Swimwear is going green

·3-min read
Sustainable materials, fishing nets, plastic bottles: swimwear is going green.

In recent years, the lingerie and swimwear sectors have taken a 180-degree turn, in order to reduce their environmental footprint. This revolution involves the use of sustainable materials and recycled fabric scraps as well as the use of transformed plastic waste collected from the oceans. One thing is for sure; there's no shortage of choice this summer from brands demonstrating their innovative initiatives.

The green revolution in the swimwear industry started taking shape long before the onset of the global pandemic but it seems to have accelerated its pace in recent months to meet the challenges of sustainability and to respond to new consumer expectations. While a handful of brands launched such initiatives last year, offering more sustainable collections, eco-designed swimsuits have now nearly become the norm, it seems. And most of the new collections are putting them front and center.

Swimwear looks to upcycling

Upcycling consists in recuperating end-of-life or unused material remnants in order to transform them into new, high-quality products. It's a process that ready-to-wear brands are now extremely adept with, and which swimwear brands like to use. For swimsuits, it consists mostly in using fabrics that have been laying dormant in factories, which have not been exploited for various reasons, and transforming them into bikinis, trikinis, and other ultra-trendy swim items.

Brands like Triumph, Roseanna, Banana Moon, and Anja Paris, to name a few, have created entire collections of swimwear made from fabrics that, just a few years ago, would never even have been used. It's a good way to reduce waste, and, by extension, the pollution that waste can generate (just like the use of new fabrics).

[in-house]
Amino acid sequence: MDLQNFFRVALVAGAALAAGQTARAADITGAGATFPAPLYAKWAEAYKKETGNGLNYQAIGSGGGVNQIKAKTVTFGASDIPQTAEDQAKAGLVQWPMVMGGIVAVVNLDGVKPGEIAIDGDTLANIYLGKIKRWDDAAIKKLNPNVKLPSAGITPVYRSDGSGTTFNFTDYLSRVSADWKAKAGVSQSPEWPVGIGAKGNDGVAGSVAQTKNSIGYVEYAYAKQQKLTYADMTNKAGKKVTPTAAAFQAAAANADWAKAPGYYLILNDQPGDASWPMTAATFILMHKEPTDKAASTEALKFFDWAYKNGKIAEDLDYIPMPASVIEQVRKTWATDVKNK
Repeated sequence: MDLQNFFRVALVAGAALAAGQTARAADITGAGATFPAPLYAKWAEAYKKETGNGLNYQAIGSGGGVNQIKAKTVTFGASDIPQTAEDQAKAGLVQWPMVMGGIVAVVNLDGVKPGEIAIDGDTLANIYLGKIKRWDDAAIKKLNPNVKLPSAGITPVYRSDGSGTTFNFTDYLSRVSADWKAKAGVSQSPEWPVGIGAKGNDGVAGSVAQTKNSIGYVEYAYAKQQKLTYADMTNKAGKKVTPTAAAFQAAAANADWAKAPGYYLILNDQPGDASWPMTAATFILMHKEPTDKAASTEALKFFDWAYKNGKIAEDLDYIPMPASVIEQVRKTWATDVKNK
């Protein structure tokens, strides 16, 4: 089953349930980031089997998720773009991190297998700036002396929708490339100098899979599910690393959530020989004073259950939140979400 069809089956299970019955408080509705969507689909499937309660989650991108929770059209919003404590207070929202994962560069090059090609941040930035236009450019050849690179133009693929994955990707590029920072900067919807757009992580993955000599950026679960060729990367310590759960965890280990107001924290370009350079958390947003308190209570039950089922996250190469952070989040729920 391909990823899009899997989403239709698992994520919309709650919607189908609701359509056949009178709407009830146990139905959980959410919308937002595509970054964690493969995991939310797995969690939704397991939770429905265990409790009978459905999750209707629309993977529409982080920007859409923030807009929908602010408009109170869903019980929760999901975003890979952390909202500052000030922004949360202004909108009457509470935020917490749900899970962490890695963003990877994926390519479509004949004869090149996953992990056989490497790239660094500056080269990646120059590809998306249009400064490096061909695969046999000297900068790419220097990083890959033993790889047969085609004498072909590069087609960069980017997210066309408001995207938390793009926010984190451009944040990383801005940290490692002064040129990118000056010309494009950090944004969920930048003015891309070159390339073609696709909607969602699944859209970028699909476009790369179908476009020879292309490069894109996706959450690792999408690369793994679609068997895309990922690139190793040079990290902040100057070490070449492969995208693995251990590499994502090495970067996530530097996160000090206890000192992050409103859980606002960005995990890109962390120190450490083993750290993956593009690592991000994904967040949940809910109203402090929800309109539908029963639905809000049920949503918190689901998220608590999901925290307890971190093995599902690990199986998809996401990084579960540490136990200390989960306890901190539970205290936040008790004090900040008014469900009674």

One brand, Daiva is going even further in its commitment to greener production. Until now, it designed exclusive and unique prints for each of its collections. But in order to reduce waste, it has chosen to recover fabric scraps from unused bestsellers to create part of its collection by upcycling. A choice that reflects the determination of brands to accelerate their transformation to having a lighter environmental footprint.

Starring Econyl and Seaqual

To reinvent itself, the swimwear industry is also turning to new fabrics that are less harmful to the planet. When shopping for your new swimsuit, you're likely to come across the terms "Econyl" and "Seaqual," two fibers that have become essentials in swimwear -- although they're not the only ones. The first one, trademarked by Aquafil, is a regenerated and infinitely recyclable nylon fiber made from waste collected in the oceans and in landfills. The second one is based on the same principle, as it is about using plastic marine waste to give life to a textile fiber.

By now there's no need to explain why these types of new materials have been emerging for months as responsible alternatives for a sector facing new environmental challenges. Many brands are introducing or reintroducing these two materials this year to offer more eco-friendly models. Some of the brands using them include Benetton for men's and women's styles, S M K x Blue Orb, Dula Swimwear, Shoshanna, Scylla for men's styles, OceaLah and Atelier Unes.

Natural rubber, another alternative

When it comes to more technical swimwear and wetsuits for surfing, another material is emerging -- and on the way to replacing neoprene in the long term: Yulex natural rubber, a renewable and plant-based material that has the same technical characteristics as neoprene, which is particularly polluting. This material has been marketed by Patagonia for years and seems to be attracting a lot of attention and inspiring others around the world. Other sustainable alternatives have also emerged in recent years in this sector, demonstrating once again the willingness of brands to pursue and accelerate their efforts to be more sustainable. All that to say that it will be hard not to wear a 'greener' swimsuit this summer.

Christelle Pellissier